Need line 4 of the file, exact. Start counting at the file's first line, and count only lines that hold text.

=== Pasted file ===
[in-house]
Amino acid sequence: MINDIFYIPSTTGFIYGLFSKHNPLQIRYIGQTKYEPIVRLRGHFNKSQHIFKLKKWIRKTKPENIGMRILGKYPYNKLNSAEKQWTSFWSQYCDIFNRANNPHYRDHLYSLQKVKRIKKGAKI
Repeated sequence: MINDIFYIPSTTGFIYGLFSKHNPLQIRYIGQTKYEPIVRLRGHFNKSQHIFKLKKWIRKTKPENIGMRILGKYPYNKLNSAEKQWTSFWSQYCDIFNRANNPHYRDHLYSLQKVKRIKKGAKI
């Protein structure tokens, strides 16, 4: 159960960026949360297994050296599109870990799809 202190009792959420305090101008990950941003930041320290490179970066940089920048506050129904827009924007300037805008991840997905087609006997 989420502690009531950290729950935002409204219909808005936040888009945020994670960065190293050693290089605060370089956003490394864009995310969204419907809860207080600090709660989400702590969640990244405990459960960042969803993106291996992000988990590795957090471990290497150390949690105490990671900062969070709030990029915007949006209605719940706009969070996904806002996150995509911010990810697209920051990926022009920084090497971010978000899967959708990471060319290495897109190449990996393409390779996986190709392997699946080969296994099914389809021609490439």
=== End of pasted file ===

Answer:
């Protein structure tokens, strides 16, 4: 159960960026949360297994050296599109870990799809 202190009792959420305090101008990950941003930041320290490179970066940089920048506050129904827009924007300037805008991840997905087609006997 989420502690009531950290729950935002409204219909808005936040888009945020994670960065190293050693290089605060370089956003490394864009995310969204419907809860207080600090709660989400702590969640990244405990459960960042969803993106291996992000988990590795957090471990290497150390949690105490990671900062969070709030990029915007949006209605719940706009969070996904806002996150995509911010990810697209920051990926022009920084090497971010978000899967959708990471060319290495897109190449990996393409390779996986190709392997699946080969296994099914389809021609490439």